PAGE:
Commissioned in October 2021, the Ammonia Emissions Management System (AEMS) for Ballance Kapuni was a significant milestone for PGL. Spanning almost 3-years, the project involved the design and retrofit of a flare system with 40+ relief devices into the Ballance Kapuni ammonia plant.
For Ballance, the driver for the project was to improve operator and community safety for their plant. From Process Group's perspective, this was certainly a landmark project of great complexity for flare system design. This included unique relieving combinations of toxicity, very hot, very cold, cooling water flooding mitigation, subsonic ammonia combustion through to high velocity syn gas / hydrogen combustion.
A critical design requirement of the new flare system was to prevent the flare system flooding with cooling water, in the event that rupture discs on cooling water exchangers burst (either inadvertently due to fatigue/cooling water pump pressure surge or due to heat exchanger tube leak/ break).
Cooling water ingress into the flare system is prevented by the Liquid Knock Out Drum (LKOD). The LKOD is a special two compartment vessel configuration designed by PGL with the first compartment providing cooling water holdup for the cooling water heat exchangers and the second compartment acting as a conventional Flare Knock Out Drum (FKOD) for all relief sources connected to the flare system.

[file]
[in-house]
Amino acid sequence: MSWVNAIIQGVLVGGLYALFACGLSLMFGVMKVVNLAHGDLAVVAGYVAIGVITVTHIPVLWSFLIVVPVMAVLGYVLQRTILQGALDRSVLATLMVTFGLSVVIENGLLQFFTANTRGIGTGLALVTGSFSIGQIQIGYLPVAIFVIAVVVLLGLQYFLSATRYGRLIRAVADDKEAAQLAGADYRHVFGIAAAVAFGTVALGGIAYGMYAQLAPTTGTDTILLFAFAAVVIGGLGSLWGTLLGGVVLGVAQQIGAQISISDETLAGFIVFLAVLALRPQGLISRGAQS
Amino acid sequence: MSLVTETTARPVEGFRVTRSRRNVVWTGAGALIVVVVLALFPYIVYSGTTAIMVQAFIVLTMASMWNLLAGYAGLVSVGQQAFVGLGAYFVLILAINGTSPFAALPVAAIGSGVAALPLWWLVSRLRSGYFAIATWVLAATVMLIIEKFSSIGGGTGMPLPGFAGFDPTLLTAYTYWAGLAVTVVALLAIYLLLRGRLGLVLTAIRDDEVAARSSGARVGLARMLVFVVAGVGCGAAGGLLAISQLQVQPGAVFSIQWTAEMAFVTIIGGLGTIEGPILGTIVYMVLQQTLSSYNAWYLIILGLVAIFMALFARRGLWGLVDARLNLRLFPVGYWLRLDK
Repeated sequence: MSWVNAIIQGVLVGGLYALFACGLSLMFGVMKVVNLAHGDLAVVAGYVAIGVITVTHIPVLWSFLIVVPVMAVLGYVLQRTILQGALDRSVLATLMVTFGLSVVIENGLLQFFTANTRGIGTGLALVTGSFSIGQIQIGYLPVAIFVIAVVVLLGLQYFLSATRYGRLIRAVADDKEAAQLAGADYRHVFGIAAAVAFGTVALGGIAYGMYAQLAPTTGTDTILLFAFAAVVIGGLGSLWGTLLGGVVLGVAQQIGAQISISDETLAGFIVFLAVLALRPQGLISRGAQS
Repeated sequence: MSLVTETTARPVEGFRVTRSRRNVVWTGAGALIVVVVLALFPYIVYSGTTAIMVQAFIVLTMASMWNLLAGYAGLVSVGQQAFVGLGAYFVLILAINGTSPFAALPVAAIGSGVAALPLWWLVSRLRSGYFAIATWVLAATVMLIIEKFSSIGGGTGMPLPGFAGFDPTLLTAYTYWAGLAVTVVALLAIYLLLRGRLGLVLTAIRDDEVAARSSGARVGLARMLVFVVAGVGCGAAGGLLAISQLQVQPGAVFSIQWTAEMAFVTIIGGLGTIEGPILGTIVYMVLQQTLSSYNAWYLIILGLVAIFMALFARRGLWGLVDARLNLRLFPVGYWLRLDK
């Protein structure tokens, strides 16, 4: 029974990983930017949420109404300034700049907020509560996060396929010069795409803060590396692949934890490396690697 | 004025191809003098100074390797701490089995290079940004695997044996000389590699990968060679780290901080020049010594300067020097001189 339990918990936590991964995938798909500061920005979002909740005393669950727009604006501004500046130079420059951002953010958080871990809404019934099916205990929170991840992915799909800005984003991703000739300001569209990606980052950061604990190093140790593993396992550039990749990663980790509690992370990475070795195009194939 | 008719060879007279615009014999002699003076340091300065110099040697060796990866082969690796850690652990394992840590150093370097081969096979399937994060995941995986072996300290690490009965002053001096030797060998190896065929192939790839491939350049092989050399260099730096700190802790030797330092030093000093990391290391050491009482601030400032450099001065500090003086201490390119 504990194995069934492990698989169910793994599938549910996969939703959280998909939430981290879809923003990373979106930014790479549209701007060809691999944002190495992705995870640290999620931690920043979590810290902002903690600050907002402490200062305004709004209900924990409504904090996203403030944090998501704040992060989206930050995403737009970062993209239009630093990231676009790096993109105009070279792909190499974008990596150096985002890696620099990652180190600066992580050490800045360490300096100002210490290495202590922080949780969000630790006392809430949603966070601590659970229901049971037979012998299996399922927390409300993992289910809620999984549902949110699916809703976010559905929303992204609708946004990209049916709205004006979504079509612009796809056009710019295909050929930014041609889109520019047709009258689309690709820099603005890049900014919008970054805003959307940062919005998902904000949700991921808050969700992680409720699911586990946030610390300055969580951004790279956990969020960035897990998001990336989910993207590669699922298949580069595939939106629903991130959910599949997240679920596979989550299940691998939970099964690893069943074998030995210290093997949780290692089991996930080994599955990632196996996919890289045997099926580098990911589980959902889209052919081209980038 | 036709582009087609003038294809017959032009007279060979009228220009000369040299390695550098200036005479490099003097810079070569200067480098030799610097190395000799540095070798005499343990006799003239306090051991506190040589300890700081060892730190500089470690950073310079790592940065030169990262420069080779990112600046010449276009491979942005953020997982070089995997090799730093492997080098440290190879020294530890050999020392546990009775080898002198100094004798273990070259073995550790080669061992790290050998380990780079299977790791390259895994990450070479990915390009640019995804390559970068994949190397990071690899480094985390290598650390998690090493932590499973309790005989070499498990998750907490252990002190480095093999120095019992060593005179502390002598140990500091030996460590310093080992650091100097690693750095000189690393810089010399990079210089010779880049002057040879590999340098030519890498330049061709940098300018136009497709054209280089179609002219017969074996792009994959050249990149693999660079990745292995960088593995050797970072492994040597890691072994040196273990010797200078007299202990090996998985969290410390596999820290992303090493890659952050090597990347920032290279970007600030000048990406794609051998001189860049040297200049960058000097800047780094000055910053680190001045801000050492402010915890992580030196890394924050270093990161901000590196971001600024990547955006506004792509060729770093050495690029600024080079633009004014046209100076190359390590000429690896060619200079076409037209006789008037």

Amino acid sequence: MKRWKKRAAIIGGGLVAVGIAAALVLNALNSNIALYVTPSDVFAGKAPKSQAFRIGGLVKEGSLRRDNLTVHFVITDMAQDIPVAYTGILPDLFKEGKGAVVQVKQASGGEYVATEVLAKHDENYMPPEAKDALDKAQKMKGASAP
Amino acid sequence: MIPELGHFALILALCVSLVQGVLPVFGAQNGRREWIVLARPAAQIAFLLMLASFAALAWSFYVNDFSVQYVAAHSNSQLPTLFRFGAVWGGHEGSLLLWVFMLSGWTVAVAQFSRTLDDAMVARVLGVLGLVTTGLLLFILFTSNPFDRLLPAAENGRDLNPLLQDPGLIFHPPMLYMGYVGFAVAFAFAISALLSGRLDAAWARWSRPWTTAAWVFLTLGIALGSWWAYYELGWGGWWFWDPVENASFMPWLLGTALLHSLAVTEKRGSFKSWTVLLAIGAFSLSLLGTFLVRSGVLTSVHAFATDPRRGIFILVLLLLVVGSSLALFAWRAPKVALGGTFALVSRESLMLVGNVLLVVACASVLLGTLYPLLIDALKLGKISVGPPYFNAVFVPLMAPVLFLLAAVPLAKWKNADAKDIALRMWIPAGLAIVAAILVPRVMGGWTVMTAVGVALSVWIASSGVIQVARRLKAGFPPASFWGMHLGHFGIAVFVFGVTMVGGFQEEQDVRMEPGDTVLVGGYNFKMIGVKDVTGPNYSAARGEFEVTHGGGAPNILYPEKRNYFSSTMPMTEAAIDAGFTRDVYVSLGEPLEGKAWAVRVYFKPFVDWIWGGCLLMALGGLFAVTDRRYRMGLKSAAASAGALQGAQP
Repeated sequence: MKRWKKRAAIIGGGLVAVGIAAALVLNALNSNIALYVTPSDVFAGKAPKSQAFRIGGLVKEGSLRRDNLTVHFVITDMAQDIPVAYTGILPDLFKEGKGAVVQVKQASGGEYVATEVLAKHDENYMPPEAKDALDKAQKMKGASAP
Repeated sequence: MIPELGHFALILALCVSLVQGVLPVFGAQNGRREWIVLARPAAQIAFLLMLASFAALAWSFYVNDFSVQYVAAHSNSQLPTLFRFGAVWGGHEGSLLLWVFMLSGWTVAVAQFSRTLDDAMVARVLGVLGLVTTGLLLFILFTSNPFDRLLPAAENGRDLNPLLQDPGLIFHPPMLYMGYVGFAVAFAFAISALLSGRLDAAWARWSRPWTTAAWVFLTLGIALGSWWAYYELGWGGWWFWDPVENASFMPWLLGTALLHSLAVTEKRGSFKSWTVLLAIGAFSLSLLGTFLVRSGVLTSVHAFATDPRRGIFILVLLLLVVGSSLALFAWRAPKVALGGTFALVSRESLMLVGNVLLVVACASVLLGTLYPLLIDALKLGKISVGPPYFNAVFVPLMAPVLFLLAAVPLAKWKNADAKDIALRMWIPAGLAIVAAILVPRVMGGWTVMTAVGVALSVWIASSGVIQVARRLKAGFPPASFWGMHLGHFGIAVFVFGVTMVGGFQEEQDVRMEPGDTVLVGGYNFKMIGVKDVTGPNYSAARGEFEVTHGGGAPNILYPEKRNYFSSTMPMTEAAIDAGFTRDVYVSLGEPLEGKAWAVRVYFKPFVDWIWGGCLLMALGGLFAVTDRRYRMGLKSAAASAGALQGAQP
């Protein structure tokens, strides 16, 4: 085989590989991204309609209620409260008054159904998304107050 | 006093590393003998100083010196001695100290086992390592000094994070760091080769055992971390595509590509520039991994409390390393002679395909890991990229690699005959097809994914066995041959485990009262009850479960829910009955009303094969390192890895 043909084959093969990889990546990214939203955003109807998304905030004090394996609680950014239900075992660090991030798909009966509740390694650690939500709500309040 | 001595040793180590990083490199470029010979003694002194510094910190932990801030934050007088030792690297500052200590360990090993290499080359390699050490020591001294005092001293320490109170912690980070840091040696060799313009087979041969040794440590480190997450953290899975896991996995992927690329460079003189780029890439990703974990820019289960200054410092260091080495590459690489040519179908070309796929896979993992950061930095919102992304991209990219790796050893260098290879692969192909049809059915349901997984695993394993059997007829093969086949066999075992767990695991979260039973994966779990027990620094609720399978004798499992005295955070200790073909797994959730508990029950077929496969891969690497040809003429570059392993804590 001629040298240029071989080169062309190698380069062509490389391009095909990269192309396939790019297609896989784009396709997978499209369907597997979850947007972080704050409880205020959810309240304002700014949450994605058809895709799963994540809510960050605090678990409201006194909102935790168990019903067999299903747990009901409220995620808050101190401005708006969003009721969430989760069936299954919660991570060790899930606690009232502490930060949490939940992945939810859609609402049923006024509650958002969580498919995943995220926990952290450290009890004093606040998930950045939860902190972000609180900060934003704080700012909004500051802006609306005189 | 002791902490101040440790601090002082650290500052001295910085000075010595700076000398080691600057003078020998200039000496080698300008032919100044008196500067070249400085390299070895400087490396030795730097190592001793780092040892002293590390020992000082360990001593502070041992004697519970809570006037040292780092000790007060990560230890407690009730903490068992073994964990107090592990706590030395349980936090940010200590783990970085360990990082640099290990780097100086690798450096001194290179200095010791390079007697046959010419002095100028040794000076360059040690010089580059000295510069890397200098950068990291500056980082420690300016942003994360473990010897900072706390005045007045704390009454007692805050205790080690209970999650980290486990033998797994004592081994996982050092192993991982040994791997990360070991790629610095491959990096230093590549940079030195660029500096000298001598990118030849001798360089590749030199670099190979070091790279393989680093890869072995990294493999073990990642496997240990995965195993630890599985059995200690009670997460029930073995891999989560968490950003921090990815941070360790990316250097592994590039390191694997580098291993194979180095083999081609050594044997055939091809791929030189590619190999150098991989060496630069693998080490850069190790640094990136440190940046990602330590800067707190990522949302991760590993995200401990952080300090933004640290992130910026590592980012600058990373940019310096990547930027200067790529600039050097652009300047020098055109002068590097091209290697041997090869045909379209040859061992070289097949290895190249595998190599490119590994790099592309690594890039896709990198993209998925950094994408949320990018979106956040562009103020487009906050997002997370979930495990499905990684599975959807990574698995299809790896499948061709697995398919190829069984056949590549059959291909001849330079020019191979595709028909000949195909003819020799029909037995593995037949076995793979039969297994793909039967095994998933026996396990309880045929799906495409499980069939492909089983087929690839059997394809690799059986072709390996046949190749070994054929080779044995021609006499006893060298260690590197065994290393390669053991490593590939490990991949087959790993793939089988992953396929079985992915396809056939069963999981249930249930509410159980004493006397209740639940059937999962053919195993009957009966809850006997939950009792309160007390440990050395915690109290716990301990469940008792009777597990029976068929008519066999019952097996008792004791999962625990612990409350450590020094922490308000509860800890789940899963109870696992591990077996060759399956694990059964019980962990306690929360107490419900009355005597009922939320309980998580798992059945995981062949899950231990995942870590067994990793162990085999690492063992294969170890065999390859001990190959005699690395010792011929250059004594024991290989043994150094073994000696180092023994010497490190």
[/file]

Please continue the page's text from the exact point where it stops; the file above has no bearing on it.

The combination of extreme cold (-60°C) and the presence of water in the first compartment also posed liquid level indication challenges due to freezing. This was mitigated by configuring the level transmitter bridle with nozzle connections to the LKOD at multiple heights.
The in-plant location of the 45m high integral flare seal drum / stack required detailed Phast analysis of flare radiation profiles and ammonia toxicity contours for the unlit flare scenario. The in-plant location of the flare was made possible by PGL developing a solution to limit the ultimate flare load and hence the radiation profile on the plant. The maximum flare load is caused by blocked outlet at the Ammonia Converter of the three synthesis loop recycle compressors.
This scenario was able to be eliminated as the ultimate sizing case for the flare system by installing a bypass Rupture Pin Valve (RPV) around the Converter. This allows the recycle compressors to continue circulating - the developed overpressure is then significantly reduced being only due to the Ammonia Converter being bypassed and the lesser synthesis gas makeup flow to the loop continuing.